Trends in family planning in Russia, 1994-2003.


Perlman, F; McKee, M; (2009) Trends in family planning in Russia, 1994-2003. Perspectives on sexual and reproductive health, 41 (1). pp. 40-50. ISSN 1538-6341 DOI: https://doi.org/10.1111/j.1931-2393.2009.4114009.x

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Abstract

CONTEXT: Although Russian women have adequate knowledge of modern contraceptives, their level of use of these methods has been low, and abortion rates remain relatively high. METHODS: In 1994-2003, sexually active women aged 18-49 were interviewed about their contraceptive use as part of the Russia Longitudinal Monitoring Survey. Trends in contraceptive use were examined. Multivariate analyses were conducted to identify characteristics associated with reliable contraceptive use (IUD use or consistent oral contraceptive use) in 1994 and 2003. RESULTS: In each year, about 25% of sexually active women had used no contraceptive method in the past month, and 20% had used traditional methods. Prevalence of barrier method use increased from 9% to 21% between 1994 and 2003, while that of IUD use declined from 34% to 21%. These changes were especially pronounced in Moscow and St. Petersburg, and among younger women. Common reasons for nonuse were irregular sexual relations (cited by 29% of nonusers in 2003), desire for pregnancy (22%), perceived inability to get pregnant (15%), feeling that contraceptives are uncomfortable or unpleasant (15%), health problems (11%) and the availability of abortion (6%). In 1994 and 2003, the odds of reliable contraceptive use were elevated among women with at least a secondary education (odds ratios, 1.5-1.7), and were reduced among smokers (0.6-0.7). CONCLUSIONS: Modern, effective contraceptive use has not increased among sexually active Russian women. Growing use of barrier contraceptives may reflect HIV awareness. Obstacles to effective contraceptive use, such as attitudes and health service factors, need further clarification.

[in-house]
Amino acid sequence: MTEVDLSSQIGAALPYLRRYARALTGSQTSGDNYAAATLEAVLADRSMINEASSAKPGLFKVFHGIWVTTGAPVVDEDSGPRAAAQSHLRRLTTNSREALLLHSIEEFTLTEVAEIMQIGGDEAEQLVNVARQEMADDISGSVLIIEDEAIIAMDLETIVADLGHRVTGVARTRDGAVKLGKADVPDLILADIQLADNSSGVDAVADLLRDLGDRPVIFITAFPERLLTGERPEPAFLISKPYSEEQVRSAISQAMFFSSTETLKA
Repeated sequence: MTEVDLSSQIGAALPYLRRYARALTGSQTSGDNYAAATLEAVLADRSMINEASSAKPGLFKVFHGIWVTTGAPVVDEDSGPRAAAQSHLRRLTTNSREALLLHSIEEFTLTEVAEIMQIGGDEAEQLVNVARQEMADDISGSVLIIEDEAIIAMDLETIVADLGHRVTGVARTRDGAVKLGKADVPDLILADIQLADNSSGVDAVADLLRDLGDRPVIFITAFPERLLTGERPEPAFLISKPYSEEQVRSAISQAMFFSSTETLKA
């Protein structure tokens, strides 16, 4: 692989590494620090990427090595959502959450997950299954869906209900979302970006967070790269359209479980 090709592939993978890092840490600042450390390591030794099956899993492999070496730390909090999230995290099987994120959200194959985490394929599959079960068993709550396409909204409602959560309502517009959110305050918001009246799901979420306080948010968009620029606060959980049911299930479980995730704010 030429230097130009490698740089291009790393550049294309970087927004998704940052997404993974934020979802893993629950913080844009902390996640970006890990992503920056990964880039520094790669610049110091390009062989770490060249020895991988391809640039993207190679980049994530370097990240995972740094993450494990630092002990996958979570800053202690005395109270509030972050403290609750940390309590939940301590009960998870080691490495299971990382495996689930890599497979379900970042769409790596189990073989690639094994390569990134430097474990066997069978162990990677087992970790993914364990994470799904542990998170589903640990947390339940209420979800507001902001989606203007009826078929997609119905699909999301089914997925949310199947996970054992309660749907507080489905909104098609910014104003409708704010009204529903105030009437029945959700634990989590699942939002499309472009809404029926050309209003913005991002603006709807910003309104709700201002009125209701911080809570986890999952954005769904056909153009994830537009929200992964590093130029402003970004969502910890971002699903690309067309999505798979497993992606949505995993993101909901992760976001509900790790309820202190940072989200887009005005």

Item Type: Article
Faculty and Department: Faculty of Public Health and Policy > Dept of Health Services Research and Policy
Research Centre: ECOHOST - The Centre for Health and Social Change
Centre for Maternal, Reproductive and Child Health (MARCH)
Centre for Global Non-Communicable Diseases (NCDs)
PubMed ID: 19291128
Web of Science ID: 263967300005
URI: http://researchonline.lshtm.ac.uk/id/eprint/5699

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